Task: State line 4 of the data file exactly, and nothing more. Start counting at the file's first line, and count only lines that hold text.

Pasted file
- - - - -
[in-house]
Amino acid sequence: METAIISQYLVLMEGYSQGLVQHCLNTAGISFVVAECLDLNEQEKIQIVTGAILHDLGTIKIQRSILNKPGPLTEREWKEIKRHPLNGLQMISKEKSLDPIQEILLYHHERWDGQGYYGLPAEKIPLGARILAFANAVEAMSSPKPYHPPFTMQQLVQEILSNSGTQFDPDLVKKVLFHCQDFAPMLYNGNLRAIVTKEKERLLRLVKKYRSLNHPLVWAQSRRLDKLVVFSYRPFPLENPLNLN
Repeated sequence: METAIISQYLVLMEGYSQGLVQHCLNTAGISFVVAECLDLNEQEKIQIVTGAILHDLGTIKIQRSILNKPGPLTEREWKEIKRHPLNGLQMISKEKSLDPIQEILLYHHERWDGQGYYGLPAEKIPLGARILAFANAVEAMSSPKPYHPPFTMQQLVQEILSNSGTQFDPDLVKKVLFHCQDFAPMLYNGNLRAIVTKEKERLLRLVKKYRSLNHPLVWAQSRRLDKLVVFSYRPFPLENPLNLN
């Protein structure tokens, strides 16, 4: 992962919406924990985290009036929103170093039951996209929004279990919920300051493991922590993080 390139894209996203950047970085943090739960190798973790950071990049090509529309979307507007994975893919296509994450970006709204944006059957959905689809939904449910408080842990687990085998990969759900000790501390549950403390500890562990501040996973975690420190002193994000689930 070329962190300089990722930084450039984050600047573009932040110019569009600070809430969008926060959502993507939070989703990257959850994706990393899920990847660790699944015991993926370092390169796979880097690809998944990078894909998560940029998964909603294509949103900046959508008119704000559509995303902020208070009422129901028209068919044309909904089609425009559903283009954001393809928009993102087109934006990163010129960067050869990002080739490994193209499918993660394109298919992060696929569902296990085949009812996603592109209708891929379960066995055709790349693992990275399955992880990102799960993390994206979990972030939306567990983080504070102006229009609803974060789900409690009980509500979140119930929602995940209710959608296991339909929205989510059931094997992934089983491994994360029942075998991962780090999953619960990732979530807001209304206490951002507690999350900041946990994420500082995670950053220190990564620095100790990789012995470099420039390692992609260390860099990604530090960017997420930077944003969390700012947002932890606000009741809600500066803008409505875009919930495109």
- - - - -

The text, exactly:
């Protein structure tokens, strides 16, 4: 992962919406924990985290009036929103170093039951996209929004279990919920300051493991922590993080 390139894209996203950047970085943090739960190798973790950071990049090509529309979307507007994975893919296509994450970006709204944006059957959905689809939904449910408080842990687990085998990969759900000790501390549950403390500890562990501040996973975690420190002193994000689930 070329962190300089990722930084450039984050600047573009932040110019569009600070809430969008926060959502993507939070989703990257959850994706990393899920990847660790699944015991993926370092390169796979880097690809998944990078894909998560940029998964909603294509949103900046959508008119704000559509995303902020208070009422129901028209068919044309909904089609425009559903283009954001393809928009993102087109934006990163010129960067050869990002080739490994193209499918993660394109298919992060696929569902296990085949009812996603592109209708891929379960066995055709790349693992990275399955992880990102799960993390994206979990972030939306567990983080504070102006229009609803974060789900409690009980509500979140119930929602995940209710959608296991339909929205989510059931094997992934089983491994994360029942075998991962780090999953619960990732979530807001209304206490951002507690999350900041946990994420500082995670950053220190990564620095100790990789012995470099420039390692992609260390860099990604530090960017997420930077944003969390700012947002932890606000009741809600500066803008409505875009919930495109």